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Authentication and Key Agreement (AKA) is a security protocol used in 3G networks. AKA is also used for one-time password generation mechanism for digest access authentication. AKA is a challenge–response based mechanism that uses symmetric cryptography.
AKA in CDMA
AKA – Authentication and Key Agreement a.k.a. 3G Authentication, Enhanced Subscriber Authorization (ESA).
The basis for the 3G authentication mechanism, defined as a successor to CAVE-based authentication, AKA provides procedures for mutual authentication of the Mobile Station (MS) and serving system. The successful execution of AKA results in the establishment of a security association (i.e., set of security data) between the MS and serving system that enables a set of security services to be provided.
Major advantages of AKA over CAVE-based authentication include:
- Larger authentication keys (128-bit )
- Stronger hash function (SHA-1)
- Support for mutual authentication
- Support for signaling message data integrity
- Support for signaling information encryption
- Support for user data encryption
- Protection from rogue MS when dealing with R-UIM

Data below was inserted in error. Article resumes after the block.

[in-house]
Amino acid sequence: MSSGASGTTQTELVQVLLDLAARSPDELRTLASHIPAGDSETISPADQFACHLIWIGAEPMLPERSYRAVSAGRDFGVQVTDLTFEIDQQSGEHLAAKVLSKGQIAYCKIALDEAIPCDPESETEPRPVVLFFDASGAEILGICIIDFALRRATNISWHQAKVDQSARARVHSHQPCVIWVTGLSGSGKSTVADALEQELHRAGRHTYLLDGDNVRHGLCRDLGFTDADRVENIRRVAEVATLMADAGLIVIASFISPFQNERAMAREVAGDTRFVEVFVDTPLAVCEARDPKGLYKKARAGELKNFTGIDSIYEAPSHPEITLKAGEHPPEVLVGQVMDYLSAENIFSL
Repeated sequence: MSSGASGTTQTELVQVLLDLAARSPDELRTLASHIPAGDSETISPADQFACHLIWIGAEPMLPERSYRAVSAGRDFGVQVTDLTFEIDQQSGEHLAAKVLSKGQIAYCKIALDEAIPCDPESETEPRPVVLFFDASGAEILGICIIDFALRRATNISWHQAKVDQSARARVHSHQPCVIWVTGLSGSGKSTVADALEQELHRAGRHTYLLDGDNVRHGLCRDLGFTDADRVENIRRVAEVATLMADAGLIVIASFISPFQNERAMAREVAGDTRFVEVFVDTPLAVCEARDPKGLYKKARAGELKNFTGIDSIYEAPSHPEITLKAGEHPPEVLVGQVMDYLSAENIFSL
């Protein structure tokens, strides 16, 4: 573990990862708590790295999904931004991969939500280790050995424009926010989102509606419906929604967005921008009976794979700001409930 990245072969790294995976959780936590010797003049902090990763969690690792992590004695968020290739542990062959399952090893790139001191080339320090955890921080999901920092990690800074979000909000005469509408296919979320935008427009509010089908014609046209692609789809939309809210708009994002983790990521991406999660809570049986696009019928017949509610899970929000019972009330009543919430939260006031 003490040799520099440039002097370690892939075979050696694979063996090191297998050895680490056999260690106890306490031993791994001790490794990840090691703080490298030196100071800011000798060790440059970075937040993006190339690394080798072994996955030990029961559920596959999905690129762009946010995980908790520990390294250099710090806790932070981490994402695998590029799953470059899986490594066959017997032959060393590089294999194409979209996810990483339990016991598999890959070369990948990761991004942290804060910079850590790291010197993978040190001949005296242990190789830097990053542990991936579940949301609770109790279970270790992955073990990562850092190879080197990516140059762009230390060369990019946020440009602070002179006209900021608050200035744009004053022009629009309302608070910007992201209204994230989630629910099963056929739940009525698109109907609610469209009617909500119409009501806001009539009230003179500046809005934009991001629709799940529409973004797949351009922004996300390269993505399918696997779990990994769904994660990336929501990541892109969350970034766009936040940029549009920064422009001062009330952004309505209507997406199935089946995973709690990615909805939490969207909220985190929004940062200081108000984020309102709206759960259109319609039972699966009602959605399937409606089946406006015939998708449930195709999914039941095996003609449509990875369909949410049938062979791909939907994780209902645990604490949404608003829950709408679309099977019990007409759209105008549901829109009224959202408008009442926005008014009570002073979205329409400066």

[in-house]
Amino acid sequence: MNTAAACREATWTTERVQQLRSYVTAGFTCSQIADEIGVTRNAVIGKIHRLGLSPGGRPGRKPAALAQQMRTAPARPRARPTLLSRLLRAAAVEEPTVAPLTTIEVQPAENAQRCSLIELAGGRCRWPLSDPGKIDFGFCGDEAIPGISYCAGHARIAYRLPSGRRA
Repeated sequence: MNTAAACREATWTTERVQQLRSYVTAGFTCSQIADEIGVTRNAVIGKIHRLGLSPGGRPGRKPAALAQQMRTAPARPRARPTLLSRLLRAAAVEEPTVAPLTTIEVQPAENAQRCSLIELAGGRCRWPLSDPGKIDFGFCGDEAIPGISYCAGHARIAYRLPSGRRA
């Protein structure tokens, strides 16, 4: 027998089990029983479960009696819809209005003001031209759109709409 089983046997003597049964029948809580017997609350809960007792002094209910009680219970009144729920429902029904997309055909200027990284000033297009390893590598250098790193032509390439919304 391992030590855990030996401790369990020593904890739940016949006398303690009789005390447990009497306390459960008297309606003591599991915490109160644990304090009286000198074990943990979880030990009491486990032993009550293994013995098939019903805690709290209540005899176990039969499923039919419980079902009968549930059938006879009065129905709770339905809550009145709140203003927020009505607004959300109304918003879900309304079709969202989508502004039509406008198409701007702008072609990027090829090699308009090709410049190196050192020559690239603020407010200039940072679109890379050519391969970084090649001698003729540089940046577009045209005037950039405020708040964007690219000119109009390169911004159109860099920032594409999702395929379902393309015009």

AKA is not yet implemented in CDMA2000 networks, although it is expected to be used for IMS. To ensure interoperability with current devices and partner networks, support for AKA in CDMA networks and handsets will likely be in addition to CAVE-based authentication.
Air interface support for AKA is included in all releases following CDMA2000 Rev C.
TIA-41 MAP support for AKA was defined in TIA-945 (3GPP2 X.S0006), which has been integrated into TIA-41 (3GPP2 X.S0004).
For information on AKA in roaming, see CDG Reference Document #138.
AKA in UMTS
AKA a mechanism which performs authentication and session key distribution in Universal Mobile Telecommunications System (UMTS) networks. AKA is a challenge–response based mechanism that uses symmetric cryptography. AKA is typically run in a UMTS IP Multimedia Services Identity Module (ISIM), which is an application on a UICC (Universal Integrated Circuit Card). AKA is defined in RFC 3310.
- Chirgwin, Richard (5 December 2018). "Now you, too, can snoop on mobe users from 3G to 5G with a Raspberry Pi and €1,100 of gizmos". The Register.